Ashton was thought to be accompanied by Deputy Helga Schmid, chief of staff James Morrison, and nonproliferation advisor Stephan Kllement.

Iran, EU negotiators meet in Istanbul

Iran Foreign Minister Mohammad Javad Zarif met with European Union foreign policy chief Catherine Ashton in Istanbul on Monday, along with their aides, Iran’s Foreign Ministry said Monday, even as the EU stayed mum on the meeting, first reported by Al-Monitor.

The meeting started around 4pm Monday and continued over a dinner at the Iranian consulate in Istanbul, Iranian media said. It is expected to continue Tuesday morning.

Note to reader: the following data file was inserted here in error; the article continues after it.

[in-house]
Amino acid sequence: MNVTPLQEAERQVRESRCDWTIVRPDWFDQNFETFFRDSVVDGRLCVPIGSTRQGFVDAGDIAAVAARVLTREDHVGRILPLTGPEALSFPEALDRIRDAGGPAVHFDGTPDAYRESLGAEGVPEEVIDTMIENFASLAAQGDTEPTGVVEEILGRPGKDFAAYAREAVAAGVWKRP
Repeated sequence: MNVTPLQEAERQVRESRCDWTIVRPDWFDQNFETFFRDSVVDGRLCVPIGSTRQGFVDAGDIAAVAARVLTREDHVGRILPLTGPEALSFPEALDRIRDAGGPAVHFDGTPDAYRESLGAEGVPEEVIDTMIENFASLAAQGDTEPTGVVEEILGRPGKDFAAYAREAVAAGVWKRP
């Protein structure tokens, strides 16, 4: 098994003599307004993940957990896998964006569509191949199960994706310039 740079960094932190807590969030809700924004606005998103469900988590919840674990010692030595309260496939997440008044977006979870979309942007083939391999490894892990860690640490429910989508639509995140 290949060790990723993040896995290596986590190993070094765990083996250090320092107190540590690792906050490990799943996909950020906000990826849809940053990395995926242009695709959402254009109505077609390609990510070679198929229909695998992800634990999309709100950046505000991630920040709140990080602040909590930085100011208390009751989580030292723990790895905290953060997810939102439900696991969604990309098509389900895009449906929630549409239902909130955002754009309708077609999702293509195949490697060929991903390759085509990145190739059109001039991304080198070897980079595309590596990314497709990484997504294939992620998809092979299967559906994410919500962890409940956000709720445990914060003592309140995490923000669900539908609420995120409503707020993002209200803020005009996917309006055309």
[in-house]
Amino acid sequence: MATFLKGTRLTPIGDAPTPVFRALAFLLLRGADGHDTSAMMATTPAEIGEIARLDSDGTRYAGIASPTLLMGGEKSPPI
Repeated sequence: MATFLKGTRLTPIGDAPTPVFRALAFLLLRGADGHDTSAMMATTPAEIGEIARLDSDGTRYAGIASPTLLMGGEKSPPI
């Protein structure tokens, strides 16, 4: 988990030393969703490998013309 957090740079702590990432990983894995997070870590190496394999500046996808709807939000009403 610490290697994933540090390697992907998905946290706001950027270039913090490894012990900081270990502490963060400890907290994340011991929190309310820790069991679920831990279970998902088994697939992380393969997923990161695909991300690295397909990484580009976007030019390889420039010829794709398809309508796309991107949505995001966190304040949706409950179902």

“The two sides will discuss [the] latest developments on [the] nuclear dispute and positive steps are expected to be taken to this effect,” the Iran foreign ministry website said.

Zarif, upon arrival in Istanbul, told reporters that it is a meeting between his team and Ashton and her aides, and is not a meeting of the permanent five members of the UN Security Council plus Germany (P5+1), the foreign ministry website noted.

A spokesman for Ashton told Al-Monitor Monday that he had no comment on and could not confirm any meeting. It was not clear why the EU has been unwilling so far to acknowledge the meeting.

U.S. officials were not expected to attend, Al-Monitor was told.

Update: EU High Representative Ashton “held very long and useful discussions” with Iran Foreign Minister Zarif, EU foreign policy spokesperson Michael Mann said in a statement Tuesday. “They explored different possibilities as part of an ongoing process.”